4. B2C, not Ego2C Silicon valley is clearly a B2C town. We all love the sexy new app that our mother might eventually understand. Something we can get millions of users to use so we can show them lots of ads. Besides the fact that I think we should focus a little more on B2B, the problem is we're not really a B2C town at all. We're actually more focused on what I will call Ego2c. That is, we pick our favorite apps based on how famous the founding team is OR how easily we can use the app to build yet another niche audience for ourselves (and brands/marketers). It would be a tragedy if the social web revolution boils down to new methods of PR and marketing. But that's what we seem to be obsessed with. As soon as any app from a famous founder gets released we give it tones of buzz while plenty of more deserving projects get barley a squeak. If the app gets a little traction (typically the ones that have Ego mechanics baked in) you see a million posts about how marketers can exploit it. Inevitably the app developers start to focus on how to 'increase social coefficients' instead of how to help human beings make a connection or find utility in their lives.
  5. "Users don't care" Speaking more specifically about the Open vs. Closed debate, too often we hear the criticism "Users don't care about open". This is absolutely true and the reason why most open efforts fail. Users don't care about open. They care about utility and choice. This is why the only way to continue propagating the open web is to work with BUSINESS. B2B. Startups, Media Brands, The bigco Tech companies. They care about open because the proprietary winners are kicking the losers ass and that usually means there are at least 1 or more other guys who need a competitive advantage. They need to team up and build, deploy and popularize the open alternative.  That's why open always wins. There's always plenty of losers around who are going to commoditize the popular closed thing. As technology leaders we're paid to care about things users don't care about. Things that shape the future. While users, in the short term, might not care, we should dare to think and dream a little bigger. As a case study look at Android vs. iOS. iOS is more profitable for a single company, but the other is now a force of nature.
  6. Death is just a stage of life Just because something is no longer interesting doesn't mean it's dead. Its spirit, and often times the actual technology, lives on, one layer below the surface. RSS is a great example of this. RSS's spirit lives on in ActivityStreams and the general publish/subscribe model. It is powering almost every service-to-service interaction you currently enjoy. Is it dead, or has it simply become part of the DNA of the Internet? Could RSS (or something like it) be better exposed higher up in the stack, absolutely, but that will take some time, thoughtful execution and influencers who are willing to champion the cause. The same is true for OpenID and OAuth.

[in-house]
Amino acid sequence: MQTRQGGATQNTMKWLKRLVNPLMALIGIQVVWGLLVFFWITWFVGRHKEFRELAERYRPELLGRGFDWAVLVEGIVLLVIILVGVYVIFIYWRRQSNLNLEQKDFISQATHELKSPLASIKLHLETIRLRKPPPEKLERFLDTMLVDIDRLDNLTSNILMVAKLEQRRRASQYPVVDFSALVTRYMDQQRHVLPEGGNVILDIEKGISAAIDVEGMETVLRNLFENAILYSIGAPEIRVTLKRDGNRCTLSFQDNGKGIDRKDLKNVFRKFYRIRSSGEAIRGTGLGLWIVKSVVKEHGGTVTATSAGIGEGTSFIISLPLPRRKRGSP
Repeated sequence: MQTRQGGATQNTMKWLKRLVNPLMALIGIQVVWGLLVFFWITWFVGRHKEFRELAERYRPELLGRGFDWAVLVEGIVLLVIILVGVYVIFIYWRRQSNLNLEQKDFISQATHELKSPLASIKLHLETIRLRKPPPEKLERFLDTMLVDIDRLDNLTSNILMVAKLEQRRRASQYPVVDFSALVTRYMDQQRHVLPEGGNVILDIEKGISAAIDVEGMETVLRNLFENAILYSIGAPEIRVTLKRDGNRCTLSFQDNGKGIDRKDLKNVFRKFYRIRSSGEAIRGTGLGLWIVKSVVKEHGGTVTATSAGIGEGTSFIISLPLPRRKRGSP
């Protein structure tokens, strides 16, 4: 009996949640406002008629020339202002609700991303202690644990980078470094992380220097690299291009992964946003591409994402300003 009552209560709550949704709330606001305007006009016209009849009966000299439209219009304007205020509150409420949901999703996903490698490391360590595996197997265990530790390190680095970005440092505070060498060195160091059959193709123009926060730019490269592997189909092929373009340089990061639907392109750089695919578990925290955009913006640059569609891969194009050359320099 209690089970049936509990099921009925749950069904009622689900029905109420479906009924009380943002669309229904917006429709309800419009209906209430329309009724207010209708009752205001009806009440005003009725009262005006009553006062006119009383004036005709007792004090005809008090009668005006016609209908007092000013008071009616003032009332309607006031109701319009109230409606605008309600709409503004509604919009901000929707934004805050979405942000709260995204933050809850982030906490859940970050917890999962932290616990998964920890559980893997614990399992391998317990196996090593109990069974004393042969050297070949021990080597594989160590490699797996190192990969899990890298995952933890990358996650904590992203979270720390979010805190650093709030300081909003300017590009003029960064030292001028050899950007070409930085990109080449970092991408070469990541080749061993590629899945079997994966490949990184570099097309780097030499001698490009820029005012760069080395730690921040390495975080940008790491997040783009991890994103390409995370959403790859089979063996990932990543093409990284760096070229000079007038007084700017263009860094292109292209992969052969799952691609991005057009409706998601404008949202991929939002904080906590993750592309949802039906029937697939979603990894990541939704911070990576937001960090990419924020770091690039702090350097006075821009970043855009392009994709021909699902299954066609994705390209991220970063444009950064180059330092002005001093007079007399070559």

7. The Arc of the Universe Is long but It bends towards Open The battle of Open vs. Closed is not a zero sum game. Both have their time. It's a sin wave. First, closed, proprietary solutions come to define a new way of fulfilling a use case and doing business. They solve a problem simply and elegantly and blaze a path to market awareness, acceptance and commercialization. Open, however, always follows. Whether it's a year, a decade or a century, Open. Always. Wins. The only question is how long, as an industry, are we going to keep our tail tucked between our legs in front of the the great giant proprietary platform of the moment or are we going to get our act together to ensure the "Time to Open" is as short as possible. It takes courage, co-ordination and vision, but we can all play our part to shorten the time frame between the invention of a proprietary app and the absorption of that value into the open web platform.
  8. Acknowledge reality FB has won. It's done. Just like Microsoft won the Desktop OS (in part handed to them by IBM), so too has FB won the Social OS (in part handed to them by Microsoft). For now. Acknowledging the truth is the first step to changing it. The only question now is how long we're all willing to wait until we get our act together to turn the proprietary innovation of the 'social graph' into part of the open web's core DNA. We need to recognize our power. They have ~1B users? The open web has more. Chances are that the major website or brand you work for has plenty of its own users as well. Are you going to send them to FB, or are you going to invest in your own .com. Trust me, I know it's really, really easy to take what you're given because you're too busy putting out a million fires. But as technology leaders I challenge us all to build something better. We're the only ones who can.